K: Wait, wait. We are just starting, we are just inquiring. We say there is a lessening of the voltage of this energy, a wastage of energy. I ask, is there a wastage of energy at all?
MF: Yes, there is entropy.
K: Yes, I have understood that. I am just questioning, I am not saying it is so. What sustains energy? Is it self- replenishing, self-perpetuating, self-propelling? How does it take place?
MF: There are two separate problems: one, the source of energy and, the other, the waste.
K: If the wastage of energy can be stopped, then it will flow.
MF: The energy will accumulate.
K: Accumulate and move, explode, do what it wants. But what is the source of energy? What is energy? That is what I began with. Is energy created through friction?
MF: Friction is a waste of energy.
K: I am asking. We know energy through friction.
Sunanda Patwardhan (SP): Is all consumption of energy a wastage?
K: I am just asking one question at a time. Say, a good writer can write only when there is tension. I have been told about this by analysts who have analysed several famous writers. When they are in a state of contradiction, tension, through drink or sex, in tension with opposing desires, violent urges, and so on, in that state they feel they are capable of writing. You can see artists taking drinks and all kinds of things in order to come to this push of energy. So there is a kind of energy in contradiction and friction, and one observes that. Now, we know that kind of energy. Is there any other kind of energy created by thought in action?
MF: Any manifestation of energy is a waste of energy.
K: I would not go to that yet. I am trying to find out what we call energy, not waste of energy. I want to build a house, so I employ an architect, a contractor. Thought is in operation, and through its desire to build a house there is energy. I like somebody and I am sexual, and there is that energy. There is the energy of thought inquiring, pushing, driving-the whole technological energy. And there is the energy of being identified with the greater, as the nation, as the State, as the family, as God; that gives you a certain energy, and with that energy you can do all kinds of mischief and all the rest of it. The energy of responsibility: I feel responsible for my family, and I work, work, work; that is also energy. So what is wastage of energy? I see how energy is engendered. And where is it wasted?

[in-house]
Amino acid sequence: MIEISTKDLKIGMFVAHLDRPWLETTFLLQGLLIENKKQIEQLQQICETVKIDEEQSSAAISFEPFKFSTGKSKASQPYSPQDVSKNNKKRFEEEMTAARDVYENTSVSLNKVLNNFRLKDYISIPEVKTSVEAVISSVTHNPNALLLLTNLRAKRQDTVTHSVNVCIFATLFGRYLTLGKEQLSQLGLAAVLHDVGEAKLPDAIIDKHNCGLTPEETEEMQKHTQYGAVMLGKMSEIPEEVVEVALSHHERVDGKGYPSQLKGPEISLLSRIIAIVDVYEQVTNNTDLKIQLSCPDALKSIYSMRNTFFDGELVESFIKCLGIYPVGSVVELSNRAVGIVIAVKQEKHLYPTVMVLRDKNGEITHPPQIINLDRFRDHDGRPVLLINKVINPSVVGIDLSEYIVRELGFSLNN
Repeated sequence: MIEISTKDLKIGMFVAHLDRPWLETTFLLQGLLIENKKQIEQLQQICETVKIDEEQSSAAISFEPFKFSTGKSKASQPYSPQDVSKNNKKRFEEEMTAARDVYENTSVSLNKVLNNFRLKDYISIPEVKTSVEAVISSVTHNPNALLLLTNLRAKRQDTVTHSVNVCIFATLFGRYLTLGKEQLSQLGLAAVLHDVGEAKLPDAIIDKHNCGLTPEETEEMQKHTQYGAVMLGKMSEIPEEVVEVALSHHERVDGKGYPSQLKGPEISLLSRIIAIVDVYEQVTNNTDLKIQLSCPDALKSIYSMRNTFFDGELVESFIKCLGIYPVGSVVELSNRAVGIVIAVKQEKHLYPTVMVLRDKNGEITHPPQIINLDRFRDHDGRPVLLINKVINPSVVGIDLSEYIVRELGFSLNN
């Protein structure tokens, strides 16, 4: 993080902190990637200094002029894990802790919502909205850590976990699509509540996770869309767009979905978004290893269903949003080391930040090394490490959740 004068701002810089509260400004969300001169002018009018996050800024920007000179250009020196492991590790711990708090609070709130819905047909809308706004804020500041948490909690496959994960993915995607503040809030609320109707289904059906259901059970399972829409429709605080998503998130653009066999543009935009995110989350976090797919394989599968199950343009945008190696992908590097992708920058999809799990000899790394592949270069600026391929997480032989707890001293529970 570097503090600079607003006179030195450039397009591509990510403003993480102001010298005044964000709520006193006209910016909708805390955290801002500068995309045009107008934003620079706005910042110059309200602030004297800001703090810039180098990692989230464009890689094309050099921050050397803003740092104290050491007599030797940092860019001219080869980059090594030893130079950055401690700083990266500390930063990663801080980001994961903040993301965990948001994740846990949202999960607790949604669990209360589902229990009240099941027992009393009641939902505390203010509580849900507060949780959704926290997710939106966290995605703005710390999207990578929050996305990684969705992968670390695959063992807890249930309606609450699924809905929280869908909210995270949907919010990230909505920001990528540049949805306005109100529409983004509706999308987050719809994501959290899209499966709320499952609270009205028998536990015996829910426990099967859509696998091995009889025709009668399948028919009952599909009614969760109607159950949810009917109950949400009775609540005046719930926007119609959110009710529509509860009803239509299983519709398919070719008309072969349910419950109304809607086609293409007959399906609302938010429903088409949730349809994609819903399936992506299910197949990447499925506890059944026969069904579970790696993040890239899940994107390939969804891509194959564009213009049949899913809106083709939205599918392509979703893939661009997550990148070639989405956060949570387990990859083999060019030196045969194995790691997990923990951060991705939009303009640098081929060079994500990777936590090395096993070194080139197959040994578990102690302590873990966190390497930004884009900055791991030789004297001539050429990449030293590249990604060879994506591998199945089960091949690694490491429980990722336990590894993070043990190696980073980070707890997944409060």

AP: Sir, will you say that the energy born of belief, of sustaining a belief, is the energy of friction?
S. Balasundaram (SB): All these are of the same class.
K: I believe in God, I believe in something, and that gives me satisfaction. Friction arises only when that satisfaction is disturbed.
AP: But the energy then does not depend upon the arising of friction. When there are one million refugees coming in and you have to house them and feed them, the energy created then is an energy based probably on a belief, but I don't see any friction in that.
K: In that there is no friction, but in carrying it out, in fighting as a member of a committee and all that, it arises.
AP: I want to understand just how this wastage takes place.
K: We are going into that. I am asking myself what is energy. I see energy as thought in action. I see energy in responsibility. I see energy engendered through identifying myself with something greater and fighting for it, killing or whatever it is. I see energy in my desire to achieve success and all the rest of it. Now, where does this wastage come in?